The Senate Intergovernmental Operations Committee, chaired by state Sen. Doug Mastriano, held a public hearing in Chambersburg Dec. 12 to hear from regional businesses, economic development specialists and others on the need for regulatory reform.

Entitled “Regulatory Reform, Red Tape Reduction and Transparency,” the hearing was hosted by Martin’s Famous Pastry Shoppe.

“Most of us want to live our lives and run our businesses with as little government interference as possible, yet it seems like the Harrisburg bureaucracy has lost its way and forgotten who it works for – it works for us, the taxpayers,” said Mastriano, who a Republican who represents a portion of Franklin County, including Chambersburg and Waynesboro, in the Senate.

“Instead of working for us, or with us, it seems like government is working against us in many ways,” continued Mastriano. “Clearly, our government bureaucracy is too bloated, too cumbersome, too out of control and is indeed against us. It is time that we rein it in and hold it accountable.”

"The testifiers repeated a common narrative of overregulation by detailing the burden that confusing, redundant and time-consuming regulations place on their business activities," said state Rep. Paul Schemel, a Republican whose district includes Greencastle and Antrim Township. "While all agree that the government has a legitimate oversight role in ensuring safety and environmental protection, the consensus was clear that our regulatory state is out of control.

"Pennsylvania has over 104,000 individual regulations. For many organizations, just keeping track of the regulations and complying with them consumes staff time and organizational effort," according to Schemel. "In addition, extended delays on permit approvals mean that businesses have to wait months, even years, in order to move forward with their plans. These burdens and delays are making Pennsylvania less competitive.

"There are several legislative efforts aimed at reining in the regulatory state, including bills that would repeal outdated regulations and require that state agencies first jettison an old regulation before enacting a new one and improve permit processing time," Schemel continued. "As I noted during the hearing, the very least we can do as a legislative body is to stop creating new regulations and mandating new licensed occupations. I hope the we can do more than this, but it would be a good start."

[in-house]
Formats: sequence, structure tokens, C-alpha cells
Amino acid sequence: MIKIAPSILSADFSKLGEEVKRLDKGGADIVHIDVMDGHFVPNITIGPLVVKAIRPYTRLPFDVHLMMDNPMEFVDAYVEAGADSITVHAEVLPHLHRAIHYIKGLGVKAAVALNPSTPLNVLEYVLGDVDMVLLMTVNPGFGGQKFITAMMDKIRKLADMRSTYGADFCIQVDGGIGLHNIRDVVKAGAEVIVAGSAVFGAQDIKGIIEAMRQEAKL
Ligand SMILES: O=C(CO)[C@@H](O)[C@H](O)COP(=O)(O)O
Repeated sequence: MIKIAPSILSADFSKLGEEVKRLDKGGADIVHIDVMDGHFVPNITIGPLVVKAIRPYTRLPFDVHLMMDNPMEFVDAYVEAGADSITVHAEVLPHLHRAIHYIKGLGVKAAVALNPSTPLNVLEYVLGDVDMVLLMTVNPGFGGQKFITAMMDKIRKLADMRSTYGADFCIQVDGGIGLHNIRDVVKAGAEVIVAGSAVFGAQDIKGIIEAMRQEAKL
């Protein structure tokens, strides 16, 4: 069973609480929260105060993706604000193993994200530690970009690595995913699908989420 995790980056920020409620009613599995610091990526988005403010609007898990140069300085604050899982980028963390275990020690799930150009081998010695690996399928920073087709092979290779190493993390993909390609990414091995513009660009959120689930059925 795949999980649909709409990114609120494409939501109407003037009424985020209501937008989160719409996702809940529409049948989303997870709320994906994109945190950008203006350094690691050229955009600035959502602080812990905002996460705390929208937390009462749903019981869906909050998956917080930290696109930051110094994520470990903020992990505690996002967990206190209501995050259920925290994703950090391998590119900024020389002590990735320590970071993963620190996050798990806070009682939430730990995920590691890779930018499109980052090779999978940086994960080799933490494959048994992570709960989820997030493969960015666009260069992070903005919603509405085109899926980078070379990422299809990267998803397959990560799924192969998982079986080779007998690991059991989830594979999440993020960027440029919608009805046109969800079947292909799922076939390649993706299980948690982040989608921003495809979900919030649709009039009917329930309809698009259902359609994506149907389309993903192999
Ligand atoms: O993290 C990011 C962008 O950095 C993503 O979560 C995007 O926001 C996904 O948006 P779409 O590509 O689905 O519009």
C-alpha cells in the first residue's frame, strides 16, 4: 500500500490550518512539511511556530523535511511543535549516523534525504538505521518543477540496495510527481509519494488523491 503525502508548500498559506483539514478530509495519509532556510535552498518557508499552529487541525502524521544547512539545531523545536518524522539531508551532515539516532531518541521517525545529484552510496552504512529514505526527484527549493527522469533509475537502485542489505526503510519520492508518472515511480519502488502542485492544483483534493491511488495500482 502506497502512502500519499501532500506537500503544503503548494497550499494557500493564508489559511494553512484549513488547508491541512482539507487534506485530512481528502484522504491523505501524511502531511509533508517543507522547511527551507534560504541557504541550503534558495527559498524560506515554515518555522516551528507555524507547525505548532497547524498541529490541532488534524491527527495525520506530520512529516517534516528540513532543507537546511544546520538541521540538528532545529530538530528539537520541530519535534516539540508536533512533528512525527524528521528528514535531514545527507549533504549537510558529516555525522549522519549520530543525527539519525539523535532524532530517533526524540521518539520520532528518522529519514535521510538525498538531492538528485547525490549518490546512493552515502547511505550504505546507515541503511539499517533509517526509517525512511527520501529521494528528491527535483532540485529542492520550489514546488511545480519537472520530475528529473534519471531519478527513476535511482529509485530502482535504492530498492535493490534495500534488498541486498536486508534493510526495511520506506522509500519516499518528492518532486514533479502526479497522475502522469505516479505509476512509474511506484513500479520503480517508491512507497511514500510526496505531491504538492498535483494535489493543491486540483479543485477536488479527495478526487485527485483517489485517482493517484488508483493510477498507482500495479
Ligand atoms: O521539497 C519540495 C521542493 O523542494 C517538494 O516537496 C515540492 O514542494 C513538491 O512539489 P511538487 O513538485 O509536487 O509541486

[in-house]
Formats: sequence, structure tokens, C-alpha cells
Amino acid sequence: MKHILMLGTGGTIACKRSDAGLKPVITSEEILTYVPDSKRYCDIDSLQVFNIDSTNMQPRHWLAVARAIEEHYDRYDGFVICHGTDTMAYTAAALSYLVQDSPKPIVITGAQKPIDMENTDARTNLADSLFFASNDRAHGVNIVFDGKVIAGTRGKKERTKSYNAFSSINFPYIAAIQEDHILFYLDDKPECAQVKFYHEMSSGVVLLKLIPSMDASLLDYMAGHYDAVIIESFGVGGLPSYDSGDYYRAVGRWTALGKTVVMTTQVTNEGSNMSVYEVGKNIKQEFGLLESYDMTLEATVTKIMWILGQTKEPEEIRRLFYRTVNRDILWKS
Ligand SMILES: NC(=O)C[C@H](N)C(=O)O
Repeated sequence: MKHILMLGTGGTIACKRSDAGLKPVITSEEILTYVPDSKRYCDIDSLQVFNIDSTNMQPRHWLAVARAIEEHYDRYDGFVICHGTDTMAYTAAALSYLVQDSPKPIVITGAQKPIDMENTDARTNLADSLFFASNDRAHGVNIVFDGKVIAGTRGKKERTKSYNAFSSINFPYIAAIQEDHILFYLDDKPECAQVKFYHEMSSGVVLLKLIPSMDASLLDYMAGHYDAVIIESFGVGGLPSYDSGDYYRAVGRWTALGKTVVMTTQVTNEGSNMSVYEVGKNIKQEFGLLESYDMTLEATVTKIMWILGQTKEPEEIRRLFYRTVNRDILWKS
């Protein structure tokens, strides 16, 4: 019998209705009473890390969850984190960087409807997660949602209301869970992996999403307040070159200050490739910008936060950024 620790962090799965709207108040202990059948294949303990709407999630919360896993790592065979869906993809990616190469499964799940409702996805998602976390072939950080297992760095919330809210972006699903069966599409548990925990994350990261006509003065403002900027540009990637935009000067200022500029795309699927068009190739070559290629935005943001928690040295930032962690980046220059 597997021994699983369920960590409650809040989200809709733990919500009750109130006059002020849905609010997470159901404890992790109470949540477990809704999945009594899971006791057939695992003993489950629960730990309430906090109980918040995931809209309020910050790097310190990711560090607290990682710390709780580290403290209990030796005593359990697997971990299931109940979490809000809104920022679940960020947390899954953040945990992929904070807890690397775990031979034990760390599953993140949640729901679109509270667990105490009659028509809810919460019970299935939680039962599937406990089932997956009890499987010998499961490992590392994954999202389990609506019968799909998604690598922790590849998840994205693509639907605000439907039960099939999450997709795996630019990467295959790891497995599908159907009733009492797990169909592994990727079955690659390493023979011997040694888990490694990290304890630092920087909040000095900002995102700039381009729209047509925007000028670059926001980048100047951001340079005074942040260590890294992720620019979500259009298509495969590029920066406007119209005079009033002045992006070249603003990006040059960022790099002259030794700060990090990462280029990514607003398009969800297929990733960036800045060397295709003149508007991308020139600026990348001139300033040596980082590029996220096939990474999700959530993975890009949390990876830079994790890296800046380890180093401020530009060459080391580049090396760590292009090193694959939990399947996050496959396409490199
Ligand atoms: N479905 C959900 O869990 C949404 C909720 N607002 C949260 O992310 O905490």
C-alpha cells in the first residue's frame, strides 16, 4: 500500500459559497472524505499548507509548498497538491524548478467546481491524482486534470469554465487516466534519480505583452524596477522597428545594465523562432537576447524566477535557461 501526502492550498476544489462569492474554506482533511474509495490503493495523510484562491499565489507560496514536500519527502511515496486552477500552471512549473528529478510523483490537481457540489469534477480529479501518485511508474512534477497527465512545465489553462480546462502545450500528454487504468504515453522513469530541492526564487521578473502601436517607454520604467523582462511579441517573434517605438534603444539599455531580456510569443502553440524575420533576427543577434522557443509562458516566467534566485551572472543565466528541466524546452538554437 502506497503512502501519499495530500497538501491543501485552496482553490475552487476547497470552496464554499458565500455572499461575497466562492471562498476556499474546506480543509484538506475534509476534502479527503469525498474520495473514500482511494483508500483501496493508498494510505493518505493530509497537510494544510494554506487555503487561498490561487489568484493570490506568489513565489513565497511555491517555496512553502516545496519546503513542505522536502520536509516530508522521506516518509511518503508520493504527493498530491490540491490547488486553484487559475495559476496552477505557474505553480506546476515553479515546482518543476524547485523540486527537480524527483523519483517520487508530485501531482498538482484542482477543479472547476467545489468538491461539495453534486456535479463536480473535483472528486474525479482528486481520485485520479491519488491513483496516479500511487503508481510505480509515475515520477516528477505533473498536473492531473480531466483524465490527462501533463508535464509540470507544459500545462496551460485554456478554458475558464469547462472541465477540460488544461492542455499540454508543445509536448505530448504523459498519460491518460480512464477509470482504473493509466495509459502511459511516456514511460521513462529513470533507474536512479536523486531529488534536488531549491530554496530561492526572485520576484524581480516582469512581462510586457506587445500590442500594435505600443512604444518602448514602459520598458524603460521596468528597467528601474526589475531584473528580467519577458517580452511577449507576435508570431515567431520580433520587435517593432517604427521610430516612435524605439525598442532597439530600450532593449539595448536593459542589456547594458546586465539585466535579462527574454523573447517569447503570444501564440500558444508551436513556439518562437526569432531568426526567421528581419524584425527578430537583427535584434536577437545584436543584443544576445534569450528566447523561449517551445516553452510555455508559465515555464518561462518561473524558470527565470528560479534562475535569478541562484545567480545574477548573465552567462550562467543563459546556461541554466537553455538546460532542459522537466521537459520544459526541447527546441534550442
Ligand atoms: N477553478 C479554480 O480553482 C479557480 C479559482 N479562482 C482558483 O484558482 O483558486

What they said 

The committee heard from more than a dozen speakers, with expertise including economic and land development, regulatory code, business advocacy and municipal government. Small business owners also took part.

Franklin County Area Development Corp. President Mike Ross told the committee that excessive regulations and unfunded government mandates are a major determinant in a decision to expand or start a business in Pennsylvania, or to relocate to another state.

Bryan Burkholder, vice president of Shively Motors in Chambersburg, outlined one burdensome regulation. The Pennsylvania Department of State requires that each vehicle salesperson undergo a criminal background check, including a separate background check from each state that the applicant resided in the last five years. The department will not accept a 50-state background check, even though they are available. Obtaining individual state background checks means salespeople are hired but may wait weeks before they can actually perform their job.

Representing the host venue, Martin’s Famous Pastry Shoppe Executive Vice President J. Anthony Martin participated as a panelist. Adams County businessman Mike Showers of Aspers spoke about the selective enforcement that he has faced from state agencies.

The panel also heard from other businesses in the region, the York County Economic Alliance, the National Federation of Independent Businesses, Chambersburg Borough, the Independent Regulatory Review Commission, Department of Environmental Protection and statewide business groups.

Mastriano noted that the Senate Intergovernmental Operations Committee was assigned several pieces of legislation that would update and modernize the regulatory review process, and that testimony received during the hearing will be a valuable tool as the panel considers the legislation.

“It is time that we get the government off our backs and out of our wallets,” said Mastriano. “Pennsylvania needs to reassert that it is open for business and the government is working for the people, not against the people.”